In situ images of 67P/Churyumov-Gerasimenko acquired by the 7 CIVA cameras on board Philae revealed a singular, unexpected, and very irregular landscape dominated by consolidated materials. Following a detailed study, this landing site provided a unique opportunity to constrain the past and present conditions prevailing at the surface of the comet.
Gullies observed on Mars would be produced by the action of dry ice in winter and spring, not by liquid water flows as thought before. Indeed, recent numerical simulations show that under dry ice heated by the Sun, intense gas motions can destabilize and fluidize the soil, until they create flows similar to those created by a liquid.
Ongoing flow activity was highlighted a few years ago on Mars by high-resolution cameras. Various flow types have been identified (new channels, dark lineae, bright deposits…) but there is still no consensus about possible formation mechanisms: dry avalanche? liquid water? carbon dioxide ice? A study conducted at the Institut d’Astrophysique Spatiale reveals for the first time the composition of winter ice forming in association with flows. Results suggest the coexistence of several current formation mechanisms.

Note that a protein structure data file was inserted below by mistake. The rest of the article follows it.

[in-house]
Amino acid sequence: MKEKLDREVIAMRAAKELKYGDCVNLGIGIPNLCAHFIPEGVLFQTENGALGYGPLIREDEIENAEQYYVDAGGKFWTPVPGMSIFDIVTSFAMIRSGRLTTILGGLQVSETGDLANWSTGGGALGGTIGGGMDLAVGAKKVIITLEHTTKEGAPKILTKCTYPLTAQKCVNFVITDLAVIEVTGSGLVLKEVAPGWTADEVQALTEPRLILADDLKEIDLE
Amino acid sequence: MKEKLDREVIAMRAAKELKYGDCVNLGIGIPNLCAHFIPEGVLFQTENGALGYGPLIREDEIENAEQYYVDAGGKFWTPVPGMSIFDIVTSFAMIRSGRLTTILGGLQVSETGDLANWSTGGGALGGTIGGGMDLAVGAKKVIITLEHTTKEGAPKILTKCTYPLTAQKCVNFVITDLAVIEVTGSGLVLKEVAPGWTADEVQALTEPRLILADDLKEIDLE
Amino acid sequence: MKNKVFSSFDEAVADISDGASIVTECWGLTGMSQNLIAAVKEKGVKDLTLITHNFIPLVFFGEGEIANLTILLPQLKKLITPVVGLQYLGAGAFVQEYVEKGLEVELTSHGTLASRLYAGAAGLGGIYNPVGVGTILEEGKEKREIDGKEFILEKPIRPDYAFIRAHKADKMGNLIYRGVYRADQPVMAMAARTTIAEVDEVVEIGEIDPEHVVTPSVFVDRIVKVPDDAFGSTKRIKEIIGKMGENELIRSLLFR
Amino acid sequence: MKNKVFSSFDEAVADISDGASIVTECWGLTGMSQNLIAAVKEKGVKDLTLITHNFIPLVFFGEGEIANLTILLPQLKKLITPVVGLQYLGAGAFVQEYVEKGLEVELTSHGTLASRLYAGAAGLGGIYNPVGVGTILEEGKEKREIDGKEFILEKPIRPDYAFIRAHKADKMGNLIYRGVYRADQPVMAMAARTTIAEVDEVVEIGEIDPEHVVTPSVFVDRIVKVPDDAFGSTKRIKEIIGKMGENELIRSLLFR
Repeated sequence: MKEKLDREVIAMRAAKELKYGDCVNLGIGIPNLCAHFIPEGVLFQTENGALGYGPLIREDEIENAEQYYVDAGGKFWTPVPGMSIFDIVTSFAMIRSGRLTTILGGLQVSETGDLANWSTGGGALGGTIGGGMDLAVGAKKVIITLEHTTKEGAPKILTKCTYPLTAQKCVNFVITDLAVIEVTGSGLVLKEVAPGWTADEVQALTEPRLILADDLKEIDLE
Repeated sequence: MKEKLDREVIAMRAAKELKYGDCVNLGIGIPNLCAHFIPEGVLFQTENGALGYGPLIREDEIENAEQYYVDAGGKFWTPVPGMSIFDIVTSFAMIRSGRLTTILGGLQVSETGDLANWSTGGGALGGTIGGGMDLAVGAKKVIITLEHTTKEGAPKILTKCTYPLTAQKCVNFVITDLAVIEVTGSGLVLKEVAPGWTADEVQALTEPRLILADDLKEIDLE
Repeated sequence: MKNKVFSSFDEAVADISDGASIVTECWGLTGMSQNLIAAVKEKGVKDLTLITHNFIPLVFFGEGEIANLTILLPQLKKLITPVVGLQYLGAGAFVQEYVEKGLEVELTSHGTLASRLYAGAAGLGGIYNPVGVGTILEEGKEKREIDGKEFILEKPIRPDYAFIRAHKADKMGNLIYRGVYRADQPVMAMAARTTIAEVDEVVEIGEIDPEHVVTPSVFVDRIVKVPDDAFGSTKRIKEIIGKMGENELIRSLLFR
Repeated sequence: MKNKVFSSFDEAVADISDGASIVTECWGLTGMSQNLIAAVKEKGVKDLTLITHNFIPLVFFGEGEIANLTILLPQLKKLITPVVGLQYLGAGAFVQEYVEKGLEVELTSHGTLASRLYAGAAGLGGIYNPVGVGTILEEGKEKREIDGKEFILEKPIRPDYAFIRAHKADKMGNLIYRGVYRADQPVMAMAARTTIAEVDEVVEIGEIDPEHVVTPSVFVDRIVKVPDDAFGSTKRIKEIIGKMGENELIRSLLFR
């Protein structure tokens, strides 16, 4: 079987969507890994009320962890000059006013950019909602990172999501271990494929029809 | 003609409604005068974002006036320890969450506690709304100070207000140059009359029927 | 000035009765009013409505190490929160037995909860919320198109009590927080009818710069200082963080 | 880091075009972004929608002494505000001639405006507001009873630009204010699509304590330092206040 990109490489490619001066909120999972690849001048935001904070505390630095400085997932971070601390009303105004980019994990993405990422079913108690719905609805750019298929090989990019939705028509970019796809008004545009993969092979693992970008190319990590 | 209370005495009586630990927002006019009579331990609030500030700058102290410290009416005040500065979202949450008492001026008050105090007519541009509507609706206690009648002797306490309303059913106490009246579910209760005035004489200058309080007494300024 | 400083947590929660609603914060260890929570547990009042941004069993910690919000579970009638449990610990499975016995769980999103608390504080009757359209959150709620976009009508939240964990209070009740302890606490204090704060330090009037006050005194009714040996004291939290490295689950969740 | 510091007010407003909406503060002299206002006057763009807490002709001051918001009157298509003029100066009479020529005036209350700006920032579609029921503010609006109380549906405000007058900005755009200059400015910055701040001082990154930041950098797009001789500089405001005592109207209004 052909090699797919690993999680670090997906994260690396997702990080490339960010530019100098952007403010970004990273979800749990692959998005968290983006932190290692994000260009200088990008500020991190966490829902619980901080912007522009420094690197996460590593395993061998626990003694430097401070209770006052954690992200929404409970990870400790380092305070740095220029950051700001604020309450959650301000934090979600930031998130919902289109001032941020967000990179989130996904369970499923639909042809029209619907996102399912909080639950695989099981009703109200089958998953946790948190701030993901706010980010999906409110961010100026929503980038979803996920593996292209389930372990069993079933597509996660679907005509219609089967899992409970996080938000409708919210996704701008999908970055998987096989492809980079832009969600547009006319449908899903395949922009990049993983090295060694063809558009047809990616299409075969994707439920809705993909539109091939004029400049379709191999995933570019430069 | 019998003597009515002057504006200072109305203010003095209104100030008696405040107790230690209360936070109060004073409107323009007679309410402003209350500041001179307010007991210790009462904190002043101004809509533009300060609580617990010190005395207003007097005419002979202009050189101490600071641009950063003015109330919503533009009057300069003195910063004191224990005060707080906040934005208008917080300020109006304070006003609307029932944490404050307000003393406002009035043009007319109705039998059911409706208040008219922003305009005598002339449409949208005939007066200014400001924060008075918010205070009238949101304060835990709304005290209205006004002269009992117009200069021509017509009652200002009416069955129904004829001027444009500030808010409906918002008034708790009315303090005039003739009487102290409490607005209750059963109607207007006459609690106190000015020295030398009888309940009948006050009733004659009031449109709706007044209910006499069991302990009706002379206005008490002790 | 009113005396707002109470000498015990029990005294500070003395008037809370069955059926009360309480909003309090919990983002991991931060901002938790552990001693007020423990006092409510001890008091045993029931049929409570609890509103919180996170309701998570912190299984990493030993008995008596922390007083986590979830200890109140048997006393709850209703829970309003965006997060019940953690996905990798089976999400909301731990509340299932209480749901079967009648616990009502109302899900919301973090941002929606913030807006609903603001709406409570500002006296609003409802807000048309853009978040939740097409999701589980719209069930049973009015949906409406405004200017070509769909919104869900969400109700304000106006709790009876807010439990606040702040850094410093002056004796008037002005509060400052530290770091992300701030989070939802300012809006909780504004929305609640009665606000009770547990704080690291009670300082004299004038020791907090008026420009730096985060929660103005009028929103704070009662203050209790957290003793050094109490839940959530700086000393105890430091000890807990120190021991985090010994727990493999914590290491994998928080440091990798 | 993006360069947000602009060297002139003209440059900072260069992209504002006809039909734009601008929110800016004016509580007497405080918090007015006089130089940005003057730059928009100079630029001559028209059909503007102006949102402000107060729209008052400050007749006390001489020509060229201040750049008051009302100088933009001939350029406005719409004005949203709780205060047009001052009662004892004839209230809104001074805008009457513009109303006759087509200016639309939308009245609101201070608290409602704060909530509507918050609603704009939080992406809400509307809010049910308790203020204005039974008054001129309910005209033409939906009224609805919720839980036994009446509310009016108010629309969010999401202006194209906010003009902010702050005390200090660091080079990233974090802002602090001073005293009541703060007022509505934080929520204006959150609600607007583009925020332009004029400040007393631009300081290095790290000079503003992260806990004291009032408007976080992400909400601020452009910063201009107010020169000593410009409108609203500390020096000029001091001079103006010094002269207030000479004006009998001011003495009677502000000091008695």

After 7 long months, Philae has awoken from hibernation. Its first signs of life reached Earth on Saturday evening (June, 13th) then again the following night. The hope to see Philae awake again and communicating has just come true.
The flight model of the SIMBIO-SYS instrument of the ESA BEPI-COLOMBO mission has arrived at IAS last week! IAS, who has already provided the main electronics of SIMBIO-SYS, is also in charge of the calibration of the integrated instrument that will take place during this month. The mission will be launched in 2017, for an arrival at Mercury in 2024.